For some reason, State Senator Tom Campbell (R – District 19) really wants to be in Washington, DC. That, of course, is no surprise to those of us involved in political circles. Campbell made it clear – long before he ever officially announced his candidacy for U.S. Senate last August – that he would run for whatever office Congressman Kevin Cramer didn’t.
Before switching his campaign to U.S. House – after Cramer did a 180 and decided to run for U.S. Senate – reports showed that of the $1 million the Campbell campaign was boasting to have raised, that $744,000 of that was Campbell’s own money. A ratio that many feel confirms his insatiable desire to be in DC.
Aside from Tom Campbell being a poor candidate in the eyes of many, it’s his vanity campaign that rubs a lot of Republicans the wrong way. And now reports that he’s “buying delegates” for the upcoming NDGOP State Convention in April is reflecting poorly on him as well.
In the last week, I’ve heard from multiple sources – including a NDGOP insider – who allege that the Campbell campaign is paying the way for people to be delegates at the April convention. One report had Campbell bringing College Republicans from NDSU and UND to his hockey suite and that he was offering to pay fees – and more – for them to attend the convention.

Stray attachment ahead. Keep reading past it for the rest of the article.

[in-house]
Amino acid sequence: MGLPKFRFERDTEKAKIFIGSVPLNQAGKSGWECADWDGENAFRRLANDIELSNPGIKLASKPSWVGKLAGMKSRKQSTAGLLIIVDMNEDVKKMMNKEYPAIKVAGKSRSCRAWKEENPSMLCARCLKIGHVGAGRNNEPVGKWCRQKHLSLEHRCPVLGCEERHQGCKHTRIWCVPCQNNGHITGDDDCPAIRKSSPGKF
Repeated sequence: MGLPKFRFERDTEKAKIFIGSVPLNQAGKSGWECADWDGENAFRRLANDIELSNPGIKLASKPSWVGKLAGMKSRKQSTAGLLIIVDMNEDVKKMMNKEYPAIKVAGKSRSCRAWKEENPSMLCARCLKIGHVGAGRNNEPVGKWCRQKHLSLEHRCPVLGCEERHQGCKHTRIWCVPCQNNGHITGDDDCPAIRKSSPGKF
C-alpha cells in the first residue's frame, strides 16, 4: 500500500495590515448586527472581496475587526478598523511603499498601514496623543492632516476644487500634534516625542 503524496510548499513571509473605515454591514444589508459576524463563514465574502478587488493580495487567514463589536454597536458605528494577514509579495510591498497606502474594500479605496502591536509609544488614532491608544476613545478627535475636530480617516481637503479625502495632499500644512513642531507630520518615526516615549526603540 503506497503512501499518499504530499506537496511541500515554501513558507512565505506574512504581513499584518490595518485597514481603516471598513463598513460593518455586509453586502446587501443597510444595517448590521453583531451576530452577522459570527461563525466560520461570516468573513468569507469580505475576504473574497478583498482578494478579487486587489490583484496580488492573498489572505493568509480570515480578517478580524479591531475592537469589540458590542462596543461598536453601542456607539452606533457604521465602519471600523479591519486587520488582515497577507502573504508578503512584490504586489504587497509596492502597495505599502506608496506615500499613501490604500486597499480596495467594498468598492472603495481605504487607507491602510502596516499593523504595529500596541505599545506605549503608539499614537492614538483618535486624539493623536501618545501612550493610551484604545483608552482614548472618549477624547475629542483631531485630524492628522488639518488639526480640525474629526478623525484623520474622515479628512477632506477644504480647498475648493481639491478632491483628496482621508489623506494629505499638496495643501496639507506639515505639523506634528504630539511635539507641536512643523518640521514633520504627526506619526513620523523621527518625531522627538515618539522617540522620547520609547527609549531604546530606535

Now, to be clear, if these allegations are true, I’m told that such actions aren’t a violation of state party rules. But does that make it right? There’s no question that attending a NDGOP State Convention is expensive– a fact I pointed out recently. Yet, where does one draw the ethical line between helping someone who’s down and out participate in the process and buying delegate support at a convention?
There’s little doubt that Campbell intends to go on to the primary, regardless of whether he wins the NDGOP’s convention endorsement. But there’s no question that winning that endorsement makes his road to Washington, DC much easier. He knows that. A loss at April’s convention could deal a blow to his campaign that would require even more money to recover from.
Tom Campbell’s aspirations for higher office actually predate his U.S. Senate/U.S. House run. He considered a run at governor in 2016. What convention delegates – and ultimately primary voters – are going to have to decide is if they want someone representing them in Washington who’s not only a poor conservative, but seems to crave the prestige and power of office. To me, it makes for a bad combination.